I was feeling overwhelmed about trying to identify two overarching themes out of 280 “I wonder…” questions, so I decided to begin with just my own. I used Google Drawings to help organize my thoughts, because it is a simple tool for creating and moving text boxes and adding colors and other elements to help keep things organized. The canvas is also easily expandable so that I can spread my work if I need to. Here are my 20 “I wonder…” questions, unorganized.

Okay. I can do this. I think...

From there, I began identifying my first themes. Here is my first pass.


As you’ll notice, I’ve already violated the “two theme” rule, and I have a question that I wasn’t really able to categorize. And these are just my questions! Whoooo boy.

Rather than continue on recategorizing my questions, I decided to begin integrating in everyone else’s questions.

There were a number of questions that were similar across a number of people, so I did my best to rephrase them to capture the spirit of the original questions. For instance, there was a question about defeating terrorism and a question about getting along with each other. I combined those questions and rephrased to “How can we stop killing each other?”


It was also here that I realized that a number of people had questions about their families, or other personal experiences that could not really be shared across the entire class. I decided at this point that, given the number of questions to sort through, that I would eliminate these questions from consideration. Nothing personal, though!
This was only about a third of the way through.  Yikes!

After looking through the third set of questions, I also realized that I needed to begin combining sub-themes into larger themes. It seemed for awhile like every other question I was creating a new theme, so I needed to begin making this more manageable. So, for instance, a number of questions that I saw were related to learning about technology, or wondering how to keep up with technological advancements. I decided that those could be merged under the DIY/Self-Learning theme.

It was also becoming obvious that numerous questions could have been placed into multiple categories. For now, I decided to point arrows from those questions where I filed them, and to the categories that they could have also been filed under.
Trying to fit multi-faceted ideas into a linear sequence is a lot like trying to run a square peg through a round hole.  And yet, I keep trying to do it.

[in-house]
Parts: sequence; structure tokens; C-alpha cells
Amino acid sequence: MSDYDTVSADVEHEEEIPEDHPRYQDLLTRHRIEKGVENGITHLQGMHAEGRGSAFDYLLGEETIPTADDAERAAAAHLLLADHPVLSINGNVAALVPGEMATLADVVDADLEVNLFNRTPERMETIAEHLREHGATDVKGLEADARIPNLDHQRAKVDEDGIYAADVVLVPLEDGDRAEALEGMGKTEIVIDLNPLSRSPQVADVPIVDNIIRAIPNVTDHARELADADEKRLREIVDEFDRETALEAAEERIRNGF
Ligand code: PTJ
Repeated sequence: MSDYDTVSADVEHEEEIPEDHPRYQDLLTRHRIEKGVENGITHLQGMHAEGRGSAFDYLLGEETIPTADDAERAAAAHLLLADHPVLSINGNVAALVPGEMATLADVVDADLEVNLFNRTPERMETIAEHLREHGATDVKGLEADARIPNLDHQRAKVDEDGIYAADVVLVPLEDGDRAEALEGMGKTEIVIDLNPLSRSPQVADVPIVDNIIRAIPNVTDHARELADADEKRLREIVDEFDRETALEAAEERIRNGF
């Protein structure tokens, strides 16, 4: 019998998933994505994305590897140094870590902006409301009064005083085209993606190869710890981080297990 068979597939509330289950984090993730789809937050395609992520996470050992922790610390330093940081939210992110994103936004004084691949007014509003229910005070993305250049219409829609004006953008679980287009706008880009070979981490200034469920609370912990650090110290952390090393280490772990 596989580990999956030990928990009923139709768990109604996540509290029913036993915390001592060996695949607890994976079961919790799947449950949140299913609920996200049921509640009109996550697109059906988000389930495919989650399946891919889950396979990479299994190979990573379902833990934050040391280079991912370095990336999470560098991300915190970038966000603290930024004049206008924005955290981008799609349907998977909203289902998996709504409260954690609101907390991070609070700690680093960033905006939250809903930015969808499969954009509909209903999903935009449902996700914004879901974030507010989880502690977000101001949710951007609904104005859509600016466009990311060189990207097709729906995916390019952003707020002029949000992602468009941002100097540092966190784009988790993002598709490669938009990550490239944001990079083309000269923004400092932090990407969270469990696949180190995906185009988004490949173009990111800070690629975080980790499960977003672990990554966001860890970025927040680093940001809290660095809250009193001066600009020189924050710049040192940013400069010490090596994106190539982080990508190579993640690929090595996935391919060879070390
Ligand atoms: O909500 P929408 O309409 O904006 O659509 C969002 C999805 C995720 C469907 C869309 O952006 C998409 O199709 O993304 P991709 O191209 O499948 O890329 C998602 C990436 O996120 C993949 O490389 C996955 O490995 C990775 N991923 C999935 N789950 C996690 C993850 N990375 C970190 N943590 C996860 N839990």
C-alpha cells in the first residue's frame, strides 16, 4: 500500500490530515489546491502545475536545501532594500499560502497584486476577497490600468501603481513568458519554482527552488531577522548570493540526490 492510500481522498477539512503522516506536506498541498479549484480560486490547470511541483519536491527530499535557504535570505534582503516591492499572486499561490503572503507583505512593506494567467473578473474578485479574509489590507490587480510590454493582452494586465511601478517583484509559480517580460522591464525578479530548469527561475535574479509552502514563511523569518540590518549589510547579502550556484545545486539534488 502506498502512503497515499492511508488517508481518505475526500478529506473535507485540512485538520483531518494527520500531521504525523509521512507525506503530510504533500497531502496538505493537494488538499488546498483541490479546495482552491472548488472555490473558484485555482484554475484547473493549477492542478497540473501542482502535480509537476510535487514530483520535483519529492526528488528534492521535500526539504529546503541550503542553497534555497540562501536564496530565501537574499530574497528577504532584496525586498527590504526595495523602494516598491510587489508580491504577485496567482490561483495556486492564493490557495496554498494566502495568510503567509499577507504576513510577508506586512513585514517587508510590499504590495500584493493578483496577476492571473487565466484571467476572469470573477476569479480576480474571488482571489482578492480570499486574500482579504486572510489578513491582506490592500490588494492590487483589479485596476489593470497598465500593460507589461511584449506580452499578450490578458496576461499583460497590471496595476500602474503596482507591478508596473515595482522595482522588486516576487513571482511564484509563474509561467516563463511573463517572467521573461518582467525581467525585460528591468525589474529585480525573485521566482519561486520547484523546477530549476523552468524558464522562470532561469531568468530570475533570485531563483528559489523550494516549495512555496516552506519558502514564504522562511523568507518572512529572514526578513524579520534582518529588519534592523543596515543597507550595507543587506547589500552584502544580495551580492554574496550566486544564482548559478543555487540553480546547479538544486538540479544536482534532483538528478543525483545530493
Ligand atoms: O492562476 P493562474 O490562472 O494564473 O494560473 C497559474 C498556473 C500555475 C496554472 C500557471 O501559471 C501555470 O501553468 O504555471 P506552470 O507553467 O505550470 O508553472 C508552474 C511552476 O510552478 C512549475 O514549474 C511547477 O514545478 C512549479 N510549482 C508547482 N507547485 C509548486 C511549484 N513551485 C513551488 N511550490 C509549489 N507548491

Finally, I got through all of the questions that everyone in the class posed. That took forever! As I went through, I saw some new themes that arose, as well as themes that needed to be renamed or broken apart. After a review of the questions I collected, further consolidation of similar questions, and one last check to see if I had room for any of the growing mountain of uncategorized questions, I made it up to here.
Totally readable, right?

Ugh! I still have more themes than I did before. Time to rethink things a little.

I tend to visualize things in a very linear manner, as I’m sure you could tell from my earlier screenshots. Now, however, I wanted to try to use my space a little differently to group common themes and topics together to get a better idea of how they relate. I also wanted to begin reimagining the different questions as topics, another strategy for grouping to try to make this whole thing a little more manageable.



And it worked! By moving themes around, changing questions into topics, reclassifying topics, and using proximity to discover similarities between themes, I was finally able to narrow down to two themes. For instance, many of the Tech PD topics could’ve been moved to either the Sustainable Technology sub-theme or the Teachers as Learners sub-theme, but by using a more visual approach, I was able to place them in between the two sub-themes, which is probably where they belong. I was also able to consolidate the IBL/PBL topics into a single topic, which became a part of the “New Approaches” sub-theme (formerly the “Schools of Tomorrow” sub-theme). Speaking of, I thought that name was appropriate for the root-level theme, so everything I’ve just discussed now encompasses a single theme of “Schools of Tomorrow.” The “What Does the Future Hold” and “Making a Better World” themes were also ripe for merger, and I was able to create a second root-level theme of “Making a Better Future.”

That left the Work/Life Balance theme. As it turned out, I discovered that many of my topics here fit in very well somewhere in my other two themes. So, it seemed natural that this theme be the last one to cut. I moved a few more things around, and, voila! My two themes are "Schools of Tomorrow" and "Making a Better Future!"